Mario Perez-Reyes has done considerable research on the pharmacology
of marijuana. The paper he and his colleagues published in
1991 on "The Pharmacologic Effects of Daily Marijuana Smoking
in Humans" is instructive beyond its findings, which concern
"Therefore, as long as marijuana is not used more than
once daily, it appears that there is no need to escalate the
dose to obtain the same degree of "high.
"Acceleration of the heart rate is a consistent effect
of THC. In this study, a trend toward diminished cardioacceleration
and a significant decrease in the heart rate acceleration
time response pattern were found to occur after the period
of daily marijuana smoking. Taken together, these observations
suggest that tolerance to the heart rate-accelerating effects
of THC develops in response to modest daily doses of the drug
. . .
"That tolerance to the heart rate-accelerating effects
of THC develops more readily than tolerance to its subjective
effects is not understood . . .tolerance to cardio-acceleration
may occur more readily as fewer neuronal circuits are involved."(34)
Like Tashkin's work, this study demonstrates that it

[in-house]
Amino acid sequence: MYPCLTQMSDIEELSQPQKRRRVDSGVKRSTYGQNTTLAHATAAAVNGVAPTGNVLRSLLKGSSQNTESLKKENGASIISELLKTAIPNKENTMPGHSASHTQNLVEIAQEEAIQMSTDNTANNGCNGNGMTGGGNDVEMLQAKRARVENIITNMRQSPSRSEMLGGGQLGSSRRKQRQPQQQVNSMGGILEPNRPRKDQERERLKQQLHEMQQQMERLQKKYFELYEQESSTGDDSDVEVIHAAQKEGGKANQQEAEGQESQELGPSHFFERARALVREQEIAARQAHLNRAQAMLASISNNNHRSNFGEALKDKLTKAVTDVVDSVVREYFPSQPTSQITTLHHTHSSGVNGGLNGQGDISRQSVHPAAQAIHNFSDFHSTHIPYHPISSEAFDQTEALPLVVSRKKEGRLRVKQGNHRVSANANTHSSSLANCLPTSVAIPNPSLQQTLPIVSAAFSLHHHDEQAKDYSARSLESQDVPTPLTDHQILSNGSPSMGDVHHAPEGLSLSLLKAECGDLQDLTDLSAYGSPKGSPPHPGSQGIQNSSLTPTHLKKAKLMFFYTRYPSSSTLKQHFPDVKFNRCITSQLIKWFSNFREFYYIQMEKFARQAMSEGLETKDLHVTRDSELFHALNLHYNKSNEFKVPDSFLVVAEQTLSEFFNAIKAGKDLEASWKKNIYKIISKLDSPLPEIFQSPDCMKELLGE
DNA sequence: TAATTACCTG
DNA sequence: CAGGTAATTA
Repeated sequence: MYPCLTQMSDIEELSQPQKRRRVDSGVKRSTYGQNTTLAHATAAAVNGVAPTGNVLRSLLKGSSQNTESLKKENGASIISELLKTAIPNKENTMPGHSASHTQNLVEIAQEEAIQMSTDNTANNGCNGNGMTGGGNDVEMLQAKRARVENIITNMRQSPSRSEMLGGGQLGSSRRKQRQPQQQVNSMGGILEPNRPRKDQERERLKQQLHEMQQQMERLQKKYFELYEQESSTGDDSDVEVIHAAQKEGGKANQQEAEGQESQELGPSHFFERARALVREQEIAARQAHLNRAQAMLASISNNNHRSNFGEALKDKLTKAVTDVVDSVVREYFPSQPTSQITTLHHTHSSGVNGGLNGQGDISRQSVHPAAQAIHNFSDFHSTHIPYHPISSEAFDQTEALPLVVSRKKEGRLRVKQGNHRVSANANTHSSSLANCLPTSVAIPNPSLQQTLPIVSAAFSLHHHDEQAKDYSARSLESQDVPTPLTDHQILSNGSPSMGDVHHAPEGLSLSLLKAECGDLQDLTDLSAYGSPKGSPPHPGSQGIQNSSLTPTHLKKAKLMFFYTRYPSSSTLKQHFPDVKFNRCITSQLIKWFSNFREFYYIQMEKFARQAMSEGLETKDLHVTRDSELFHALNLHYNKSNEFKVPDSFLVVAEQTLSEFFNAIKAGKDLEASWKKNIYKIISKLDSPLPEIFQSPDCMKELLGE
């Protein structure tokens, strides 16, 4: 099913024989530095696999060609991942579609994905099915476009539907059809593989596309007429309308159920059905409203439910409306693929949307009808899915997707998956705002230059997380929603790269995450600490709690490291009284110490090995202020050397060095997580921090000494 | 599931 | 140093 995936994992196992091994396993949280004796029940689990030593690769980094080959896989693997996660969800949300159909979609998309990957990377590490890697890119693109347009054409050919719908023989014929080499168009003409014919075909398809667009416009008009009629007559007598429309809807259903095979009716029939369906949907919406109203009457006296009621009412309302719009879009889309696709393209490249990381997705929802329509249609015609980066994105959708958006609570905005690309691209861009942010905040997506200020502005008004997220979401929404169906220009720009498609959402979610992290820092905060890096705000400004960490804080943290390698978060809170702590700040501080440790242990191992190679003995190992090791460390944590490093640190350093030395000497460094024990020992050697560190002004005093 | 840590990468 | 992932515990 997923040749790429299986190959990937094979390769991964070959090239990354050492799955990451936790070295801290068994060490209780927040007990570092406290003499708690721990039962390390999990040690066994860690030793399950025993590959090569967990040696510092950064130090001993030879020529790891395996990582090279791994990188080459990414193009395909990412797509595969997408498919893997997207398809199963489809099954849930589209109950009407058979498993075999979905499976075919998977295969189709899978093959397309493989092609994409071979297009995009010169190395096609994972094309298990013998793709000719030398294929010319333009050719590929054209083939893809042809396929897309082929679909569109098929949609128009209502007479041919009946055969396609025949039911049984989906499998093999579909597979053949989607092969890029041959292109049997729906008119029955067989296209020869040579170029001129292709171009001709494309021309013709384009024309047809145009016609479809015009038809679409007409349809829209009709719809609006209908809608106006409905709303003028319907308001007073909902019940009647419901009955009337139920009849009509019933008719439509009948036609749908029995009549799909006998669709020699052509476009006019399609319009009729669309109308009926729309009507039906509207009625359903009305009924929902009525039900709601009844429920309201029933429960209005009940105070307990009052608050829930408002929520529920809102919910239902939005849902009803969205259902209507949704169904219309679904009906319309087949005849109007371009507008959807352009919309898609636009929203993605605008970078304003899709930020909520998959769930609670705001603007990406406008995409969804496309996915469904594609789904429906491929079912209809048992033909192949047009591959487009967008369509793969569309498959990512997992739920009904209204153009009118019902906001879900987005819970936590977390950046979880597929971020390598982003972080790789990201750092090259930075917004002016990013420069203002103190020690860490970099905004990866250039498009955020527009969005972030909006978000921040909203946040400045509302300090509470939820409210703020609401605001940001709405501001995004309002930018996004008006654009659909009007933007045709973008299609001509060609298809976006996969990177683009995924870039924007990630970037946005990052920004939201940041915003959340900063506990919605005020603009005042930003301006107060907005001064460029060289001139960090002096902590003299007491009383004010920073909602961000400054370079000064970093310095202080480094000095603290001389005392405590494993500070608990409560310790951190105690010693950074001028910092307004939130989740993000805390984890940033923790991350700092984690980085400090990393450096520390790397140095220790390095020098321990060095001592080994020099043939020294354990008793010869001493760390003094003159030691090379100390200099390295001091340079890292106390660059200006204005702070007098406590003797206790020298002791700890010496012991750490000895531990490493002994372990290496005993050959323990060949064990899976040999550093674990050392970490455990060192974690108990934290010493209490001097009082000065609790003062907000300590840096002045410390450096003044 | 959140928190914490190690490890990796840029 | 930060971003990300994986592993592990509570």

is possible to use standardized marijuana is clinical experiments.
The study used marijuana cigarettes provided by the National
Institute on Drug Abuse (NIDA). The cigarettes were prepared
from active and placebo material to obtain a standard 1% THC
content, the average dose of THC was 8.8 mg per cigarette.
This study also measured the bioavailability of marijuana
by comparison with intravenously infused deuterated THC, with
a calculation method that allowed for the different routes
of administration. (36) The direct estimation of bioavailability
of THC from marijuana smoke has not been previously available.
"Exposure to daily marijuana smoking did not alter the
bioavailability of smoked THC. Wide individual variations
were found, which confirms the observations of large individual
variability of the manner in which marijuana cigarettes are
THC is studied more intensely than other cannabinoids,
and the pharmacokinetics and metabolism of cannabinoids were
reviewed in 1986 by Agurell, Hollister, and colleagues. (38)
Hollister characterized this research during an acceptance
speech for a lifetime achievement award from the College on
the Problems of Drug Dependence, at which he once served as
the chairman of the Drug Evaluation Committee.
"Our studies of cannabinoids over the past 22 years have
touched upon virtually every aspect of their actions. They
constitute the largest series of studies of the human pharmacology
of marijuana on record. Some have been concerned with drug
interactions, most notably with other cannabinoids; we found
"At some point in studying drugs, it becomes desirable
to measure plasma concentrations to obtain a sense of the
drug's pharmacokinetics and to try to relate these to clinical
effects. The Swedish group, headed by Stig Agurell, was so
far ahead in techniques of measurement that I despaired of
ever being able to catch them. So, following the old saying,
"If you can't lick them, join them" we have collaborated with
them during the past 10 years, the clinical work being done